By the way i'll try to condensate some points that i take in mind for an inductor:

      1 - I check the maximum RMS current and peak current and i choose, at the beginning of the design, a value at least two times higher. For example if the calculations gives 2 A for peak current i'll start with an inductor that have 4 A.

      2 - I estimate by calculation and/or simulation (especially in high power application) the temperature rise for the inductor based on the maximum current and the DC resistance and i'll check that is reasonable value. Very often is usefull the graph from the manufacturer that plots the temperature rise VS current, but also very often do not forget that yout application could be different, or very different..., from the case that manufactor do the tests...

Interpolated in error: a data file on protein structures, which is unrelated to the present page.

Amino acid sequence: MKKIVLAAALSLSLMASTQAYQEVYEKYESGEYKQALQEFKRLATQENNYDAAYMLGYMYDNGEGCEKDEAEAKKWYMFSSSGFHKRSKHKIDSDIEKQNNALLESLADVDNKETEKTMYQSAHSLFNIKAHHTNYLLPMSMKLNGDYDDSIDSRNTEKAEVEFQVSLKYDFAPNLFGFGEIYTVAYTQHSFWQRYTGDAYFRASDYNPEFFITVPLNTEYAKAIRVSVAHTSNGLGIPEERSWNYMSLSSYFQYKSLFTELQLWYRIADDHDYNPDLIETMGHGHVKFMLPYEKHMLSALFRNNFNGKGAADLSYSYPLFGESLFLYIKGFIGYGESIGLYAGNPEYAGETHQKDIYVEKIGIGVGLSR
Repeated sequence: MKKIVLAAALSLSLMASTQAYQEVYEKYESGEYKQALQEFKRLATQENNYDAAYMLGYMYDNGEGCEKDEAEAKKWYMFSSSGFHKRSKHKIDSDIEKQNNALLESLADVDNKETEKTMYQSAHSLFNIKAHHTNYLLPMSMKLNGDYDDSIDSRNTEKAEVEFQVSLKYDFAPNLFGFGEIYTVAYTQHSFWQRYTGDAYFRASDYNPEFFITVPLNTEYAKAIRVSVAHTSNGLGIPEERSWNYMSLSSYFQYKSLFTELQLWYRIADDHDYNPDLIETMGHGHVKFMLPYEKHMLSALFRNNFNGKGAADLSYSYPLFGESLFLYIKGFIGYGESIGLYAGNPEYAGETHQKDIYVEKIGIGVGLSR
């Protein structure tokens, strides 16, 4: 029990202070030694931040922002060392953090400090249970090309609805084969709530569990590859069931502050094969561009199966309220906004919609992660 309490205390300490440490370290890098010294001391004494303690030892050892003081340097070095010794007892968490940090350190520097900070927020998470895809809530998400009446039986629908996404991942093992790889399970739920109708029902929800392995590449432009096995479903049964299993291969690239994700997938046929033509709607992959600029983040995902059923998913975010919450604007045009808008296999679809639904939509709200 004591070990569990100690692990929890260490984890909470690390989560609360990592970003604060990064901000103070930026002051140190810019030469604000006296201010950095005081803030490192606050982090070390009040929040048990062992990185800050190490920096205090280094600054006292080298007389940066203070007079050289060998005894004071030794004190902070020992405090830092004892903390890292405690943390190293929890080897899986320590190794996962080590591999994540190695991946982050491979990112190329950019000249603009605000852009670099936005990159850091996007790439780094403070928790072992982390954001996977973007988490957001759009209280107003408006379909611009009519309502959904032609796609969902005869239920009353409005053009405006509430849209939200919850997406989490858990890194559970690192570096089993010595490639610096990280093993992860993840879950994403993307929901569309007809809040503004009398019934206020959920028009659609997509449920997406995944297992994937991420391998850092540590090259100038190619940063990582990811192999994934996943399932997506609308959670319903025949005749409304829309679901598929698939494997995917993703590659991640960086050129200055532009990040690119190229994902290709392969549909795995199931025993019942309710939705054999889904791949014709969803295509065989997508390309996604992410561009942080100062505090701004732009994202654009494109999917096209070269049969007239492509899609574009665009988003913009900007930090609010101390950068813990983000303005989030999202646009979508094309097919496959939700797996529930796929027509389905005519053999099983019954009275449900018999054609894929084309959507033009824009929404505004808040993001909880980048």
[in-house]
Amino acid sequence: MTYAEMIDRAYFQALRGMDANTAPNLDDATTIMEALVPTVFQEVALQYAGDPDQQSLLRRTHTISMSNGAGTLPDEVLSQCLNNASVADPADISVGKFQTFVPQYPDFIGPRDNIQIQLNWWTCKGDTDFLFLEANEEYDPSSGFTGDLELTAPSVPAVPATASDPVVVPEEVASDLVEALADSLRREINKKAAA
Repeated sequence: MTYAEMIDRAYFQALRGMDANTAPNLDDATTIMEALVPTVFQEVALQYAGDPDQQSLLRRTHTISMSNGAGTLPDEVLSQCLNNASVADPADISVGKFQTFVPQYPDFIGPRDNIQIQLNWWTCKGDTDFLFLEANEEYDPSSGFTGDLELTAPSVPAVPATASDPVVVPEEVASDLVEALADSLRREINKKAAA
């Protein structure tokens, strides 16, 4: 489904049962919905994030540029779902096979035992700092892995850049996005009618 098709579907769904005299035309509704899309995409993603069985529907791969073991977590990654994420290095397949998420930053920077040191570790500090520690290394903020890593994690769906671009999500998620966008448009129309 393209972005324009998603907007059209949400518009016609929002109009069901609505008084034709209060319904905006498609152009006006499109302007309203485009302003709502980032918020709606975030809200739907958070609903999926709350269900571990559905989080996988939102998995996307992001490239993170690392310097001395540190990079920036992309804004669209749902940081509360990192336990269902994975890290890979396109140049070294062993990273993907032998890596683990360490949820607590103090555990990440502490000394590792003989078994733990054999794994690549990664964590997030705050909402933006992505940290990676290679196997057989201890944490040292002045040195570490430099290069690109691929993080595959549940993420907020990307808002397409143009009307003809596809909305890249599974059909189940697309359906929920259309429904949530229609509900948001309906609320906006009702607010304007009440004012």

If the value obtained is too high i'll re-iterate the process with another inductor. Tipically with lowering the DC resistance and/or choosing a "bigger" inductor will help for the temperature.
      By hand i never take in account the AC resistance for the inductor but in some application is not negligible.. i've designed a power inductor with 6 Watts dissipated for DC resistance and again about 3 W for the AC resistance! It was an inductor wounded on ETD39 with gapped 3C90 core.